We’re on fire

Extraterrestrial aggression and what to think, and that last windy day with the drugs.

Topics: Space, Middle East,

Freud said civilization begins the moment men renounce the instinct to pee on fire, but it seems to really hit full throttle when we shoot at the moon and jab burning spears into Mars.

Police in the town of Kahramanmaras, Turkey, detained eight men for firing their rifles at a lunar eclipse on Jan. 9, according to the Associated Press. It’s a tradition, Istanbul’s daily Hürriyet reported. But Kahramanmaras’ chief religious official, Mehmet Baris, said such a tradition doesn’t exist, and that the men were simply frightened.

“But they can’t scare the moon by shooting at it,” he pointed out.

Police in the city of Batman also responded to attacks on the eclipse, the newspaper reported. Batman is in the southeast, a Kurdish and “traditional” area of Turkey, according to the AP.

On the same day this was reported, New Scientist wrote that NASA is planning to sink a meter-long, 1,500-degree probe into the surface of Mars. It’s looking for signs of life, and the giant drill bit promises to find evidence that has long since been buried. The extremely hot probe will melt through the rock and turn it to glass, keeping the sandy soil from spilling back into the newly drilled hole.

So it was a day for phalluses and outer space, for male efforts to penetrate the frustratingly mysterious. In one case there’s endearing absurdity; in the other, measured cartoonishness. A day like this invites scrutiny.

Three American traditions — cards, Frank Capra and alien films — offer relevant facts: A) In hearts, you shoot the moon when you take all the tricks plus the queen of spades. It happens now and then and it’s a macho maneuver. B) In “It’s a Wonderful Life,” George Bailey promises Mary he’ll lasso her the moon. This is when he’s young and virile, before the emasculation of bankruptcy and despair. C) In Martian movies, it’s the Martians who attack. We scream and watch our skyscrapers razed. It’s masochism for 90 minutes and then we beat them in the last 20, because it would be embarrassing to admit to masochism.

After the initial report



There’s the problem of assessing the Turkey thing and the NASA thing and in fact any other anecdotal information vaguely evocative of themes. I don’t actually want to think about male sexuality right now, or extraterrestrial aggression either. It would be risible. Maybe it’s the obviousness of the suggestiveness. There’s something about low-hanging fruit that inspires one to lie down under the tree. The men in Turkey and the red-hot drill — these ripe images won’t yield anything serious. They’re for parties, if that.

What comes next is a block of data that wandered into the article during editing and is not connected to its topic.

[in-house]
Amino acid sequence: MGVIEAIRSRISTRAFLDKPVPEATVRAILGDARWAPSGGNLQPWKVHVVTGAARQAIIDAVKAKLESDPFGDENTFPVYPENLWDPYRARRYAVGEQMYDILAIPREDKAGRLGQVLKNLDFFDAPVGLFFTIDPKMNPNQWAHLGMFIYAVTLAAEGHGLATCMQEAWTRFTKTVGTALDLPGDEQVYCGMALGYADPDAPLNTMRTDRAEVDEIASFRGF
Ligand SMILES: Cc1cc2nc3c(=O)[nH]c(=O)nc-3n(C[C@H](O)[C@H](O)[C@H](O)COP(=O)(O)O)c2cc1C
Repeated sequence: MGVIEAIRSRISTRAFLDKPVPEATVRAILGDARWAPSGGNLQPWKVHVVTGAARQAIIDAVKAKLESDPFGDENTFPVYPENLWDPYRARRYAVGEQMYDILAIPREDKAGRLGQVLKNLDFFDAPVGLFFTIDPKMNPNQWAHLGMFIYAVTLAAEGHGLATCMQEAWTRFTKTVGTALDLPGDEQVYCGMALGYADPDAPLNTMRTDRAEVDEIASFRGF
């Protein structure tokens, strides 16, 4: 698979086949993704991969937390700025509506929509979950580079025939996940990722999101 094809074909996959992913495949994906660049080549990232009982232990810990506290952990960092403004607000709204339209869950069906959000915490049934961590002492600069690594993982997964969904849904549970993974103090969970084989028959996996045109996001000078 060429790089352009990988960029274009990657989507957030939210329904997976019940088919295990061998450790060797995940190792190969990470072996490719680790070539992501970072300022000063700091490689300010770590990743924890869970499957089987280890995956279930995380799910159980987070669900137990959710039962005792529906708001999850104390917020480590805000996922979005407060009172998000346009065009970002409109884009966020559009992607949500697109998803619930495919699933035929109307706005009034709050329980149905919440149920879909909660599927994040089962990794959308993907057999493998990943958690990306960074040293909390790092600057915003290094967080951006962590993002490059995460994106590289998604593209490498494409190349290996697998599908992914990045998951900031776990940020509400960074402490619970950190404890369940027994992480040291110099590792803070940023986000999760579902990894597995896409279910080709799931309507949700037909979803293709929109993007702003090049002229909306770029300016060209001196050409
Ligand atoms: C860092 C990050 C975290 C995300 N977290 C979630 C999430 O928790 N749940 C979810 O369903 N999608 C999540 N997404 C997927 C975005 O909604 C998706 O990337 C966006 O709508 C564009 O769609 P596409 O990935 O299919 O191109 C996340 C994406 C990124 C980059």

Other applications of the theme, from a few years ago

Who hasn’t eaten handfuls of dirt at the end of a cold fall day in upstate New York as the hallucinations wore off? Remember you two squatting on the dirt road laughing or crying? Things were a lark. The bending-over tree was pretty but insufficient. The shoes had come off, and the end of some private era was here or nearby. There was dark water. It was all you could do to fall back on the reliability of absurdity to articulate the stunningness and grief of that age, etc. The government would bomb the moon. That was the idea, the bigness and the smallness and the dumbness. It was the perfect something.

Ad absurdum

We go outside for eclipses, long for Martian residue. These speak to us. We lack satisfying responses so we find great absurd ones; the conversation limps impressively.

Back to the Freud. He says we want to pee out fires. It’s a gesture of potency. When we resist, we’re left with a burning fire, to be harnessed as we please. That’s civilization. If we take the fire and make rifles and 1,500-degree drill bits, presumably that’s even more civilization. Probably this is also the perfect something.

Chris Colin is the author most recently of "Blindsight," published by the Atavist.

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